So France is home today to many Arabs, some of them Muslims, who were chased away from their home country by fundamentalists as early as the 1960s. They were exposed to racism of course, especially in the workplace – it’s the story that goes back to the Middle Ages of workers who fear the threat of outsiders – and also bullied by the police and treated like second-class citizens. They fought for equality and justice, with the support of many on the left of the political spectrum, for instance during the 1983 Marche des beurs. Believe it or not, none of the protagonists of the march were making religious claims; they were not walking as Muslims but as French citizens who demanded that France truly provides them with Liberté, Egalité and Fraternité.

      The spirit of the Marche des beurs is that of Charlie Hebdo: justice for all citizens, including migrants and minorities. Now let me fast forward. Last year, a film was produced, commemorating La Marche des beurs. The producers asked famous rappers to collectively record a promotional number. One of the rappers threw in the verse: “I demand a Fatwa on the dogs at Charlie Hebdo”. He also contrasted “our virtuous veiled girls” with “the make-up wearing sluts”. Yet there were many women in the Marche; none of them were taking a religious stance and few of them were wearing the veil. How could a secular movement for equality be rewritten in religious terms? This raises the question of the rise of fundamentalism in France.

      Let us be clear: fundamentalism is not caused by immigration from Muslim countries. It is very easy to demonstrate this: Muslims migrated in France as early as the 1950s and the issue of fundamentalism only arose in the last fifteen years. Moreover, among the young men who enlist to fight for Daesh, many are actually disenfranchised white youth with no familial links to Islam. Fundamentalism is something new, that exercises a fascination on disenfranchised French youth in general – not on Muslims in general. In fact, the older generation of French Muslims is terrified by the phenomenon. After the killing of Charlie Hebdo, Imams demanded that the government take action against websites and networks propagating fanaticism. 

      That the emergence of fundamentalism is posing serious problems to Arabs also sheds an interesting light on the law banning the hijab – a law that is routinely mentioned as a proof of France’s anti-Muslim bias. I do not have a definite opinion on this law. I was, however, stunned when I read a very angry article by a writer I admire, Mohamed Kacimi. The son of an Algerian Imam, deeply attached to his Muslim culture yet also fiercely attached to secularism, Mohamed Kacimi lashed out angrily at white, middle-class opponents of the law, who focused on the freedom of Muslim women to dress as they please. They were not the ones, he said, who had their daughters in the suburbs called prostitutes, bullied and sometimes raped for the sole reason that they chose not to wear the veil – let us remember that many Muslim women do not consider wearing the veil as compulsory: again, we have here Muslims being persecuted by fundamentalists.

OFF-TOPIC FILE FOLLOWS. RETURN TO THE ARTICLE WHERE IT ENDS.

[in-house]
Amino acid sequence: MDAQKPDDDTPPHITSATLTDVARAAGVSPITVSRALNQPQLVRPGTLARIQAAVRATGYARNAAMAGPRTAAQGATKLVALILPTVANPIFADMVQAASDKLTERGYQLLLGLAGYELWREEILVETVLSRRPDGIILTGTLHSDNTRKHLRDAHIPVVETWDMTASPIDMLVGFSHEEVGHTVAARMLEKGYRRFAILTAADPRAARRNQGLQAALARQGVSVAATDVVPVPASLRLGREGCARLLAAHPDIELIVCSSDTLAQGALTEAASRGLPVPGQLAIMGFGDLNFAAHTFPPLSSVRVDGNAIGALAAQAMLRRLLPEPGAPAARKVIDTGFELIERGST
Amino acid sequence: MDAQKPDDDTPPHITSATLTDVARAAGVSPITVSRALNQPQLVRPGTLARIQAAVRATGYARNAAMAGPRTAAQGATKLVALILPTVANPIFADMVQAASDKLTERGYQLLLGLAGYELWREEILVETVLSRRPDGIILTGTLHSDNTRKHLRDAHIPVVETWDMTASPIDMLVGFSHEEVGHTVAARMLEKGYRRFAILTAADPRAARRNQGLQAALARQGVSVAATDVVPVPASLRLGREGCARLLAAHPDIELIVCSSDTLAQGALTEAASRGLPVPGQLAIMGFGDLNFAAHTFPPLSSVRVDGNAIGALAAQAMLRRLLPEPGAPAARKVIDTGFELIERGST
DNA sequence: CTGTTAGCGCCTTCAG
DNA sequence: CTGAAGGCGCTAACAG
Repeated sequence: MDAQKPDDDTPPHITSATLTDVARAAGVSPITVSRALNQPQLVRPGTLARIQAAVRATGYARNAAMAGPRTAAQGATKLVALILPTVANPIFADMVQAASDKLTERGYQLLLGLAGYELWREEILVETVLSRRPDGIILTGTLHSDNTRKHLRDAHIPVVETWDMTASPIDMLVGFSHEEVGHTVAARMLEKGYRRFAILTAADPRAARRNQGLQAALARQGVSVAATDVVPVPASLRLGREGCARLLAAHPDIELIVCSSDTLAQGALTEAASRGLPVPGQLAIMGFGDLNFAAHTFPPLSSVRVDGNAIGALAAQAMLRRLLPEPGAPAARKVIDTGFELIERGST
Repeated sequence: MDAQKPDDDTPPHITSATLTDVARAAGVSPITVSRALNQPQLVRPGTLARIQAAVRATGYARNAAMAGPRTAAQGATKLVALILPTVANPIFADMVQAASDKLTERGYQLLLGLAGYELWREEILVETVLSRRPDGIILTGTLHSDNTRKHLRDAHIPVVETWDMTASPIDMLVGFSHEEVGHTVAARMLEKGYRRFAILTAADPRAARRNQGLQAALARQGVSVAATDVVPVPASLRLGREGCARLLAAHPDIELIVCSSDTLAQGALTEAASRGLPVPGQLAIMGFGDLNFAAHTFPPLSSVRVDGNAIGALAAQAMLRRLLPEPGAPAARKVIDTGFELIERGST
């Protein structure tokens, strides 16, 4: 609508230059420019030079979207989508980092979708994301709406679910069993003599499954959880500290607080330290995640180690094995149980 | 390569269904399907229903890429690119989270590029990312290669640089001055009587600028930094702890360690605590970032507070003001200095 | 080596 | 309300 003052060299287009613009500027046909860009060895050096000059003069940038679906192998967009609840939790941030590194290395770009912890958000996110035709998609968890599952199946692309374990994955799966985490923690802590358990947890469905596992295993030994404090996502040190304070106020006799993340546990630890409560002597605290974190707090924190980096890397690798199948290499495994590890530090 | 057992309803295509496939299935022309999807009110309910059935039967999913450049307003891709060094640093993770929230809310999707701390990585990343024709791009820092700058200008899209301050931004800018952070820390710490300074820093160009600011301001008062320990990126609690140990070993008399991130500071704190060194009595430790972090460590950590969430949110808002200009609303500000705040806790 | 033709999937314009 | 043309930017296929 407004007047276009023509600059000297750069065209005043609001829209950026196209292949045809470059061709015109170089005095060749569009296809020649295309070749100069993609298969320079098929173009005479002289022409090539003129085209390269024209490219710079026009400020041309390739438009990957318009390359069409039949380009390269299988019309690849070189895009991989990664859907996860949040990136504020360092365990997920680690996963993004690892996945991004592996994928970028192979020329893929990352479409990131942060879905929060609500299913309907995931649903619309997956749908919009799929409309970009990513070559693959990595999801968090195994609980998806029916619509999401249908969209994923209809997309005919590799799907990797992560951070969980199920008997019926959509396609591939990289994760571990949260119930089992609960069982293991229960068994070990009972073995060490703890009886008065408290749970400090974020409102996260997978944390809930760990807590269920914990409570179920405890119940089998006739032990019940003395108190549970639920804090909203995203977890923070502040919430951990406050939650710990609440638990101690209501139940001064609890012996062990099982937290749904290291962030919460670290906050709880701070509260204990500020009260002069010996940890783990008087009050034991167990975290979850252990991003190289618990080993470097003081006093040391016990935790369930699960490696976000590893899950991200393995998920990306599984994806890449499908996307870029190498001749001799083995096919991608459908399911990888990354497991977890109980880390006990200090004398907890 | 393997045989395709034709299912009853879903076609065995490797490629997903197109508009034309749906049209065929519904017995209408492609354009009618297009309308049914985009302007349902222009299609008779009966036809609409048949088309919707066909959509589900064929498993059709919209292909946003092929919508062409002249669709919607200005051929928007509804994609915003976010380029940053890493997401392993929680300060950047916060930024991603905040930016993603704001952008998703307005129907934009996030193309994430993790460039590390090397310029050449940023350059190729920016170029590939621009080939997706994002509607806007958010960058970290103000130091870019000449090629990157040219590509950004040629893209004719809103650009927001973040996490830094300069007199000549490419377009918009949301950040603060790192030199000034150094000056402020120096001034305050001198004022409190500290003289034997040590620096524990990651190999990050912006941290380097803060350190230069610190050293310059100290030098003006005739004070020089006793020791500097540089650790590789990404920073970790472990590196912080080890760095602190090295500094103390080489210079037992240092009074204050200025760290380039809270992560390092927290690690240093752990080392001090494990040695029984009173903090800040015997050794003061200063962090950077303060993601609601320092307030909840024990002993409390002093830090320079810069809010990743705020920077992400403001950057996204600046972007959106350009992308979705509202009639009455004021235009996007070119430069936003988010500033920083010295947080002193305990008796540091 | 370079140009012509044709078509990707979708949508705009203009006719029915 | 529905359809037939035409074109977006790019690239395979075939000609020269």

France has a long tradition of secular Islam, fully compatible with the laws of the Republic, but at war with fundamentalists. In the nineties, the Paris Imam was shot by fanatics whose violence he denounced; more recently, the Imam of Drancy, who expressed displeasure with Charlie Hebdo’s cartoons but firmly denounced the fatwa issued against them by Al Qaida, was himself condemned to death by the terrorist organization and is living under the protection of the police.

      So the question is: how has a fraction of the French youth (of either white, black or Arabic origin) become so responsive to fundamentalism? The answer to this question cannot be directly traced back to “the West bombing Muslim countries”. I think it has primarily to do with the complete failure of the Republic to deliver on its promises of Liberté, Egalité, Fraternité. Here, there is an important point to make.

      I often read in the English press, or hear from British friends, that French laïcité is a “foundational myth” – as if France lived under the illusion that religion could be eradicated once and for all. This has nothing to do with laïcité properly defined. Laïcité does not deny anybody the right to express their religious beliefs, but it aims to found society on a political contract that transcends religious beliefs which, as a result, become mere private affairs. The beurs who marched on Paris in 1983 were performing a laïc demonstration. They were not the only ones to demand that the Republic be true to its own principles. In a beautiful book titled La Démocratie de l’Abstention, two sociologists trace the heartbreaking story (at least it breaks my republican heart*) of how the French citizens who arrived from the former colonies vote massively: they are proud of their right to participate in democracy. They try to convince their children to do the same; but the latter are not interested. Decades of social segregation and economic discrimination has made it clear to them that the word ‘French’ on their passport is meaningless – there is no equality, no freedom and clearly no fraternity.